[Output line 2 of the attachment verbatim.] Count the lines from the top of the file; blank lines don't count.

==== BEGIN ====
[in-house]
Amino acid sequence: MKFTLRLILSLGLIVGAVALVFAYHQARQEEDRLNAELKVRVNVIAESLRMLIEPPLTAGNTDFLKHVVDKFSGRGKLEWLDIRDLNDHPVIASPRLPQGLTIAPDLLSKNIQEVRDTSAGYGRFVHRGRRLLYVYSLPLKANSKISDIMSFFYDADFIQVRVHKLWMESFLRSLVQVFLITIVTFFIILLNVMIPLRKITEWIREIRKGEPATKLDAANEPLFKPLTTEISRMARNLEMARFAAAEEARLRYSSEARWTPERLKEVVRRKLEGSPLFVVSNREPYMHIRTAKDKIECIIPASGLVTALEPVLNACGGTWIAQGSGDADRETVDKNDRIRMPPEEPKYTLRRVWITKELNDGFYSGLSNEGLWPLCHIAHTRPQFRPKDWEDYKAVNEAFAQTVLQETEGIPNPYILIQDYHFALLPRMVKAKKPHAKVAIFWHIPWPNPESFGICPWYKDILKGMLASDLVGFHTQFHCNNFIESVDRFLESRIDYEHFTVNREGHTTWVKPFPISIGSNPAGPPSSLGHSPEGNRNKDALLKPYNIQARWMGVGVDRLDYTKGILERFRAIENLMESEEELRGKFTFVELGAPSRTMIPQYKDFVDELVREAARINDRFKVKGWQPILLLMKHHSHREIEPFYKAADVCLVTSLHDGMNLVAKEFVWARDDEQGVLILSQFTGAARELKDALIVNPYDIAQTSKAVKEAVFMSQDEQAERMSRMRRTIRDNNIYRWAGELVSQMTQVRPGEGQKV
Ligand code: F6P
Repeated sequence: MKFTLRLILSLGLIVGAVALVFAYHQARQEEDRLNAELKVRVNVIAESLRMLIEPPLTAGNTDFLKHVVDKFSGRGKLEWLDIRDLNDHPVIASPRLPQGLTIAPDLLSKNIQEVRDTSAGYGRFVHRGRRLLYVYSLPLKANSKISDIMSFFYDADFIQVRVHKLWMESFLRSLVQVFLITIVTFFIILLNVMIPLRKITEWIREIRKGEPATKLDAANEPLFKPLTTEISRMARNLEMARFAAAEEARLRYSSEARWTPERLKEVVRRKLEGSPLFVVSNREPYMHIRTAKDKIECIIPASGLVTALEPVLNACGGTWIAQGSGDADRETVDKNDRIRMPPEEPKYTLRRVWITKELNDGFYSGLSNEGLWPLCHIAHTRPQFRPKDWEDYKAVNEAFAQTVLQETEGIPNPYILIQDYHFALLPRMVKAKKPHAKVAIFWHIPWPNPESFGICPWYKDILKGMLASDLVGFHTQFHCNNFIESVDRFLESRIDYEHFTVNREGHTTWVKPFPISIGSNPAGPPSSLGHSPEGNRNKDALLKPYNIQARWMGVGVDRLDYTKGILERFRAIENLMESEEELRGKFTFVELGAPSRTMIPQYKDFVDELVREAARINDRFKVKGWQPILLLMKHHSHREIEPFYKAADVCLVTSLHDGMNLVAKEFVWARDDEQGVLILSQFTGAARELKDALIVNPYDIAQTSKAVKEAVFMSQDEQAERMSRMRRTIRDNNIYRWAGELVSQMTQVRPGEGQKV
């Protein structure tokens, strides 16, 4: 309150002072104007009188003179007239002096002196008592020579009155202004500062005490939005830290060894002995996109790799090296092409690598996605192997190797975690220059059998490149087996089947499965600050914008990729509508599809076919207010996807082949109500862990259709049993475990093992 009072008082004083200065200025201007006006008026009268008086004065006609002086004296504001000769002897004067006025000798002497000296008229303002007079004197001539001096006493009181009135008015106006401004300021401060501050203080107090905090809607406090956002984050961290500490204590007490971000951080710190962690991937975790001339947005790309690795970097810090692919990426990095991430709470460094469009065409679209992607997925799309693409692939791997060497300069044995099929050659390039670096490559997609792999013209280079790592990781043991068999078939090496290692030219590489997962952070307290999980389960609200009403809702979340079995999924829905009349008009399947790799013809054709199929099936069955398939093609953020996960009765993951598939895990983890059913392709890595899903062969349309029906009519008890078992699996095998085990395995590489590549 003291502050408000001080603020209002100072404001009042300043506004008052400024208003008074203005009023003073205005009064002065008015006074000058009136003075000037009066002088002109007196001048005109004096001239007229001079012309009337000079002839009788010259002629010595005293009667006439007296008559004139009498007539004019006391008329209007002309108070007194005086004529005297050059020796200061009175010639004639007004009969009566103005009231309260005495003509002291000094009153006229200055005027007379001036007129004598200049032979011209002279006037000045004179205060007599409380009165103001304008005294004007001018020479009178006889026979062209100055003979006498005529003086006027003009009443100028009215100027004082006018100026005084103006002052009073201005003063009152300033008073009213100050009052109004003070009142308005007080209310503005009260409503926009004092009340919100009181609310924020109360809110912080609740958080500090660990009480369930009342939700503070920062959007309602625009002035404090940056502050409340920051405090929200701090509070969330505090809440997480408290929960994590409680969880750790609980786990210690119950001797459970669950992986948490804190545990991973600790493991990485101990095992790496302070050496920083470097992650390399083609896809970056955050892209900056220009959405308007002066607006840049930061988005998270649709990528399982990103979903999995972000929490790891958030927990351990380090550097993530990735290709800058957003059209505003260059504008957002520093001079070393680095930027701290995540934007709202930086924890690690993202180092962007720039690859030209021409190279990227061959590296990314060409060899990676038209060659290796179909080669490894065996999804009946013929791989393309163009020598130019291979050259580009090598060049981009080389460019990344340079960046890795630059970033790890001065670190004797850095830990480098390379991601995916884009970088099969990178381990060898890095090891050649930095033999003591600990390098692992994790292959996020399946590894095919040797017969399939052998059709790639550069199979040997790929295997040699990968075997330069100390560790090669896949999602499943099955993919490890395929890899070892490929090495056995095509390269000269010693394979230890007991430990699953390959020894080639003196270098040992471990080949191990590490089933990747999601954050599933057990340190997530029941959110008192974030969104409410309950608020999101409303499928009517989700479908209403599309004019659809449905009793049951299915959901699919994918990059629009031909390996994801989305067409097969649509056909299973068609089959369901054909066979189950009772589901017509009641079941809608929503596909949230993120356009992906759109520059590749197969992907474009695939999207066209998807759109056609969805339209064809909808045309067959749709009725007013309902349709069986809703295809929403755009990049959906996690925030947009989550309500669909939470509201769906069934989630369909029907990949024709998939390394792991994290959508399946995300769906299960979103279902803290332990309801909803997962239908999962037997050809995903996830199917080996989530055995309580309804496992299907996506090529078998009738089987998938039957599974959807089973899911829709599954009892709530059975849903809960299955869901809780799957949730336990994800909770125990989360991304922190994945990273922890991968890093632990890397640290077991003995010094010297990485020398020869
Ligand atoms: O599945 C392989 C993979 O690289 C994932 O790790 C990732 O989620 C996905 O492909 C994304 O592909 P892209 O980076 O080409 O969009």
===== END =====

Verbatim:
Amino acid sequence: MKFTLRLILSLGLIVGAVALVFAYHQARQEEDRLNAELKVRVNVIAESLRMLIEPPLTAGNTDFLKHVVDKFSGRGKLEWLDIRDLNDHPVIASPRLPQGLTIAPDLLSKNIQEVRDTSAGYGRFVHRGRRLLYVYSLPLKANSKISDIMSFFYDADFIQVRVHKLWMESFLRSLVQVFLITIVTFFIILLNVMIPLRKITEWIREIRKGEPATKLDAANEPLFKPLTTEISRMARNLEMARFAAAEEARLRYSSEARWTPERLKEVVRRKLEGSPLFVVSNREPYMHIRTAKDKIECIIPASGLVTALEPVLNACGGTWIAQGSGDADRETVDKNDRIRMPPEEPKYTLRRVWITKELNDGFYSGLSNEGLWPLCHIAHTRPQFRPKDWEDYKAVNEAFAQTVLQETEGIPNPYILIQDYHFALLPRMVKAKKPHAKVAIFWHIPWPNPESFGICPWYKDILKGMLASDLVGFHTQFHCNNFIESVDRFLESRIDYEHFTVNREGHTTWVKPFPISIGSNPAGPPSSLGHSPEGNRNKDALLKPYNIQARWMGVGVDRLDYTKGILERFRAIENLMESEEELRGKFTFVELGAPSRTMIPQYKDFVDELVREAARINDRFKVKGWQPILLLMKHHSHREIEPFYKAADVCLVTSLHDGMNLVAKEFVWARDDEQGVLILSQFTGAARELKDALIVNPYDIAQTSKAVKEAVFMSQDEQAERMSRMRRTIRDNNIYRWAGELVSQMTQVRPGEGQKV